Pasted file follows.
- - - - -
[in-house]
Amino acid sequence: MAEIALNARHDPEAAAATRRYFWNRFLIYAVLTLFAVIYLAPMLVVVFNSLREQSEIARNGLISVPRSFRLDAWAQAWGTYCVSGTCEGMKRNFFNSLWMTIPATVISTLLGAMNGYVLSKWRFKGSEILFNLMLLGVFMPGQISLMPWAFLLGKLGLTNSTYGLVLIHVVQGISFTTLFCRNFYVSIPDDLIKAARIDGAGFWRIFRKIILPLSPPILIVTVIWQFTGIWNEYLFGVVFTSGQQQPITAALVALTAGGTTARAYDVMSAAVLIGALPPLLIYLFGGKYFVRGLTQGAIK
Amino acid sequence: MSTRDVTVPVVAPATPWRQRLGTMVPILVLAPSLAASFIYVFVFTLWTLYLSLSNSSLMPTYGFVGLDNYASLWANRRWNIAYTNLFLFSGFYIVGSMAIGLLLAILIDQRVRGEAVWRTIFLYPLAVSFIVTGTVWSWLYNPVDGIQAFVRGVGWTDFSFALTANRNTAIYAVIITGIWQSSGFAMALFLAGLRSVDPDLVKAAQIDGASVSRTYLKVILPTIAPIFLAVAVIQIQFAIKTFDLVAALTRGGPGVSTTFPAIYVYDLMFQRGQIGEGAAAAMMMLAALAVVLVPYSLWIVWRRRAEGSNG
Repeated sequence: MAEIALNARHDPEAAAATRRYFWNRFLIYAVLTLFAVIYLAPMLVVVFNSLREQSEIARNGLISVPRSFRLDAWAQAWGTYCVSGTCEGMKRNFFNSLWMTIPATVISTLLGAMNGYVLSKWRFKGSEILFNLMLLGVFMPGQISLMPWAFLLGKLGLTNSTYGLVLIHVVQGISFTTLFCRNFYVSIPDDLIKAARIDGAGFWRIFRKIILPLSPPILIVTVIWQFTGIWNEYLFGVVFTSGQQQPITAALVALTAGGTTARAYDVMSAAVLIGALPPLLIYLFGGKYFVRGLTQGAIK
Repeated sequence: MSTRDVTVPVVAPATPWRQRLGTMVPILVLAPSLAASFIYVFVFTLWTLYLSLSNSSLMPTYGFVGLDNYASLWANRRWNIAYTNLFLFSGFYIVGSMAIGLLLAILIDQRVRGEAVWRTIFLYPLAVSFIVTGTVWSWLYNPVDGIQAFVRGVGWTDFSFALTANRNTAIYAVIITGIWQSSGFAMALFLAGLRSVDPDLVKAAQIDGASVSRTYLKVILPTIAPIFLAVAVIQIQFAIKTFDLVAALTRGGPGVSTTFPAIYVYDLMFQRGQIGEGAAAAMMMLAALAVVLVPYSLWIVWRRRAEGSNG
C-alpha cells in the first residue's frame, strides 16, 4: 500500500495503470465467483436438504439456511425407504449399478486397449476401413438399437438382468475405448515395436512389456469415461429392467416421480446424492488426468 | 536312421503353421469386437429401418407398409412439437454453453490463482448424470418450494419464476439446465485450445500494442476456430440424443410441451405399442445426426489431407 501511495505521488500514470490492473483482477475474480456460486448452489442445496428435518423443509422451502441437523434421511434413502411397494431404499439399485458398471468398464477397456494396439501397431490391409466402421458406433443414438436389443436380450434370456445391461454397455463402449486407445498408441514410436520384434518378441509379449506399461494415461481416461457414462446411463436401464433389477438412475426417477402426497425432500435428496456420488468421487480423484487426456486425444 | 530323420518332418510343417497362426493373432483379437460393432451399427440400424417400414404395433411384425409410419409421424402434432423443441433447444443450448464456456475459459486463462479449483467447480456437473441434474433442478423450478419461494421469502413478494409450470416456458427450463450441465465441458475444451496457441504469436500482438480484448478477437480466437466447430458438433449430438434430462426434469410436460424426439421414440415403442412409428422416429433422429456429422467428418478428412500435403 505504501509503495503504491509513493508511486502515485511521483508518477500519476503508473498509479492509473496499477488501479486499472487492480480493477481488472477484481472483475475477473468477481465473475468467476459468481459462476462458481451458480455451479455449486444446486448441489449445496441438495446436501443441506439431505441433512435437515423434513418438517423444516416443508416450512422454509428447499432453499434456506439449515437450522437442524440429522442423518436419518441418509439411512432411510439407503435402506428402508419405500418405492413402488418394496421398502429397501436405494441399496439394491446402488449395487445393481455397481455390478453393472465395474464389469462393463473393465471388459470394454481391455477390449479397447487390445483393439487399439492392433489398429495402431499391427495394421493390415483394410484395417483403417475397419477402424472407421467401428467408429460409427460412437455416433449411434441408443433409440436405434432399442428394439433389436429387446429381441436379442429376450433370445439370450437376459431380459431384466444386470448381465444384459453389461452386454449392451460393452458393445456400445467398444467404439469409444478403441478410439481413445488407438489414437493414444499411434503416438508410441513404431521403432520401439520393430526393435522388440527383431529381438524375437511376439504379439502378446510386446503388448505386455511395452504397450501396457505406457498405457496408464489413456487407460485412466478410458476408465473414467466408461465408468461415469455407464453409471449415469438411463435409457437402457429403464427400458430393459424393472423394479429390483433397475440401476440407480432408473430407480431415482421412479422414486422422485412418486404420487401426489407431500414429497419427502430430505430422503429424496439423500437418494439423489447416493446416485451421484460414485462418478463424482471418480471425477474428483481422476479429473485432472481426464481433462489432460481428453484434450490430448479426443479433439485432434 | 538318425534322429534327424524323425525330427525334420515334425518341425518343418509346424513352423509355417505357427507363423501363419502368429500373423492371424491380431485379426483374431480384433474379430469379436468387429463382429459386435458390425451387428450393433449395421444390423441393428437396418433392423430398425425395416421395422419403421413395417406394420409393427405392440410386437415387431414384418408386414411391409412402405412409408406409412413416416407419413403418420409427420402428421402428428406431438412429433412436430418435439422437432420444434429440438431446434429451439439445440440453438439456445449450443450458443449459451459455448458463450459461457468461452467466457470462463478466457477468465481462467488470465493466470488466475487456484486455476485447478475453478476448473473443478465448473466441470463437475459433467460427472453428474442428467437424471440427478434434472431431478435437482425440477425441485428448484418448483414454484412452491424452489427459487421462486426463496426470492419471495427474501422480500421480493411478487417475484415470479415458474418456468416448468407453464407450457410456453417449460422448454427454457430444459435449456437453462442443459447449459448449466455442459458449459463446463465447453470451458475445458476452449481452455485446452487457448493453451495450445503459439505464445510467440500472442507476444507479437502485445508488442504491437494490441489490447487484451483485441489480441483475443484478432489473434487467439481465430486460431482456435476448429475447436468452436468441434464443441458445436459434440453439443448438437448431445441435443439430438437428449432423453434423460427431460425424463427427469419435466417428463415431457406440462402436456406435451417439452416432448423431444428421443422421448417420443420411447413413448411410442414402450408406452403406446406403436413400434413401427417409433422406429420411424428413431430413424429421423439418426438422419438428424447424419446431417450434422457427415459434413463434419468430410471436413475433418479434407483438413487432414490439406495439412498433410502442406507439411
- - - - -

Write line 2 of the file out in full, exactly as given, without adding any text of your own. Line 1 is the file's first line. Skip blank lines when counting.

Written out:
Amino acid sequence: MAEIALNARHDPEAAAATRRYFWNRFLIYAVLTLFAVIYLAPMLVVVFNSLREQSEIARNGLISVPRSFRLDAWAQAWGTYCVSGTCEGMKRNFFNSLWMTIPATVISTLLGAMNGYVLSKWRFKGSEILFNLMLLGVFMPGQISLMPWAFLLGKLGLTNSTYGLVLIHVVQGISFTTLFCRNFYVSIPDDLIKAARIDGAGFWRIFRKIILPLSPPILIVTVIWQFTGIWNEYLFGVVFTSGQQQPITAALVALTAGGTTARAYDVMSAAVLIGALPPLLIYLFGGKYFVRGLTQGAIK